Wednesday, December 9, 2009

The Leukemias



Uncontrolled production of white blood cells can be
caused by cancerous mutation of a myelogenous or
lymphogenous cell. This causes leukemia, which is
usually characterized by greatly increased numbers
of abnormal white blood cells in the circulating
blood.
Types of Leukemia. Leukemias are divided into two
general types: lymphocytic leukemias and myelogenous
leukemias.The lymphocytic leukemias are caused
by cancerous production of lymphoid cells, usually
beginning in a lymph node or other lymphocytic tissue
and spreading to other areas of the body. The second
type of leukemia, myelogenous leukemia, begins by
cancerous production of young myelogenous cells in
the bone marrow and then spreads throughout the
body so that white blood cells are produced in many
extramedullary tissues—especially in the lymph nodes,
spleen, and liver.
In myelogenous leukemia, the cancerous process
occasionally produces partially differentiated cells,
resulting in what might be called neutrophilic
leukemia, eosinophilic leukemia, basophilic leukemia,
or monocytic leukemia. More frequently, however, the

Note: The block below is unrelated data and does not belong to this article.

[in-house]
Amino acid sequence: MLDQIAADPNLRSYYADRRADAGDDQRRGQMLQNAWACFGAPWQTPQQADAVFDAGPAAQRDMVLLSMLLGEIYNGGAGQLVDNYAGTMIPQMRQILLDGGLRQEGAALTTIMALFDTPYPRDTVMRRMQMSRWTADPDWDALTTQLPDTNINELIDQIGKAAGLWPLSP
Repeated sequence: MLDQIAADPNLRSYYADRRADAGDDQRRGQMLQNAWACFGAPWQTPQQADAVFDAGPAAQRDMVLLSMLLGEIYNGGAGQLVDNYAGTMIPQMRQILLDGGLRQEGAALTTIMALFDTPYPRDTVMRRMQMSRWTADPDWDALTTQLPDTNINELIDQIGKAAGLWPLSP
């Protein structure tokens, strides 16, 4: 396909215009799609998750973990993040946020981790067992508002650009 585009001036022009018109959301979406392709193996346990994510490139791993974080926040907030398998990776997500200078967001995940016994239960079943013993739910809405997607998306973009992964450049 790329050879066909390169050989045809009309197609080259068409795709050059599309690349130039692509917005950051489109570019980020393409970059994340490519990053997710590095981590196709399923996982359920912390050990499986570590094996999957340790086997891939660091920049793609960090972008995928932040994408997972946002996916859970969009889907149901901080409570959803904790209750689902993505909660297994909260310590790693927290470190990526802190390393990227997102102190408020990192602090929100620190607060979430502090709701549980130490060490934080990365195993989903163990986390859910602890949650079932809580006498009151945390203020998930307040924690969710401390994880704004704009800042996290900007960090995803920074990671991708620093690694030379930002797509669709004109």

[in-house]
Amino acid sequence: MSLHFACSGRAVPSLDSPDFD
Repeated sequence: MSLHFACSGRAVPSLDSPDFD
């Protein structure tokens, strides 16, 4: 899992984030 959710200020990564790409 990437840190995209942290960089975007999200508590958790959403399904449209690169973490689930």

leukemia cells are bizarre and undifferentiated and
not identical to any of the normal white blood cells.
Usually, the more undifferentiated the cell, the more
acute is the leukemia, often leading to death within a
few months if untreated.With some of the more differentiated
cells, the process can be chronic, sometimes
developing slowly over 10 to 20 years. Leukemic
cells, especially the very undifferentiated cells, are
usually nonfunctional for providing the normal protection
against infection.
Effects of Leukemia on the Body
The first effect of leukemia is metastatic growth of
leukemic cells in abnormal areas of the body.
Leukemic cells from the bone marrow may reproduce
so greatly that they invade the surrounding bone,
causing pain and, eventually, a tendency for bones to
fracture easily.
Almost all leukemias eventually spread to the
spleen, lymph nodes, liver, and other vascular regions,
regardless of whether the origin of the leukemia is in
the bone marrow or the lymph nodes. Common effects
in leukemia are the development of infection, severe
anemia, and a bleeding tendency caused by thrombocytopenia
(lack of platelets). These effects result
mainly from displacement of the normal bone marrow
and lymphoid cells by the nonfunctional leukemic
cells.
Finally, perhaps the most important effect of
leukemia on the body is excessive use of metabolic
substrates by the growing cancerous cells. The
leukemic tissues reproduce new cells so rapidly that
tremendous demands are made on the body reserves
for foodstuffs, specific amino acids, and vitamins. Consequently,
the energy of the patient is greatly depleted,
and excessive utilization of amino acids by the
leukemic cells causes especially rapid deterioration of
the normal protein tissues of the body.Thus, while the
leukemic tissues grow, other tissues become debilitated.
After metabolic starvation has continued long
enough, this alone is sufficient to cause death.

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